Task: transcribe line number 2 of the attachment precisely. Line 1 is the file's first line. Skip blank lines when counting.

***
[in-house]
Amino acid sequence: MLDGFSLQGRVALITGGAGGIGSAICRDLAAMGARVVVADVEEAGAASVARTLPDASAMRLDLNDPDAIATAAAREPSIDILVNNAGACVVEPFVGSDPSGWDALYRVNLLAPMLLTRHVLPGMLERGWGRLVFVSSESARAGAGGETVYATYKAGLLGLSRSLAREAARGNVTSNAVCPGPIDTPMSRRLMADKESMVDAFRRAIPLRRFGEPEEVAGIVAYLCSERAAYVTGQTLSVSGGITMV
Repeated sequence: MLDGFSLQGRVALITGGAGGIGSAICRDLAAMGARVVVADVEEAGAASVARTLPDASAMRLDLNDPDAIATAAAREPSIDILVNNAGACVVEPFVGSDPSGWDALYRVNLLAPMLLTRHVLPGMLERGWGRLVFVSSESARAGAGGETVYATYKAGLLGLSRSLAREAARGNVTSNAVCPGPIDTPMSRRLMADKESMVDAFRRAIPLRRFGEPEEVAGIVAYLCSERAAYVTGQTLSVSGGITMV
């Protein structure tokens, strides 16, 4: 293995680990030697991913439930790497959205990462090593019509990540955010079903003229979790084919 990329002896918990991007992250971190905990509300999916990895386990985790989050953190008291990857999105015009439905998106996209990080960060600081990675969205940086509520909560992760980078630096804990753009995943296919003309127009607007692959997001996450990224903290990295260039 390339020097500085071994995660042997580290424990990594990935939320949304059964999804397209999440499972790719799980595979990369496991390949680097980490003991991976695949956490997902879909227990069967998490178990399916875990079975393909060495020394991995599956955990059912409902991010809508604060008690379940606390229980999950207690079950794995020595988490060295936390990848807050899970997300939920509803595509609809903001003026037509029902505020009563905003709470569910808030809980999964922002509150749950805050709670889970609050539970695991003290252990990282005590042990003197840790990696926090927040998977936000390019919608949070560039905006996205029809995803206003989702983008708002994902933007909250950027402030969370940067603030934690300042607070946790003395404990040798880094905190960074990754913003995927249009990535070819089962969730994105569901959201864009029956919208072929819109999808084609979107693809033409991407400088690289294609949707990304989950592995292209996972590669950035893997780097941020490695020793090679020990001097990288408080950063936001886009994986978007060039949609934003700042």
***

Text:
Amino acid sequence: MLDGFSLQGRVALITGGAGGIGSAICRDLAAMGARVVVADVEEAGAASVARTLPDASAMRLDLNDPDAIATAAAREPSIDILVNNAGACVVEPFVGSDPSGWDALYRVNLLAPMLLTRHVLPGMLERGWGRLVFVSSESARAGAGGETVYATYKAGLLGLSRSLAREAARGNVTSNAVCPGPIDTPMSRRLMADKESMVDAFRRAIPLRRFGEPEEVAGIVAYLCSERAAYVTGQTLSVSGGITMV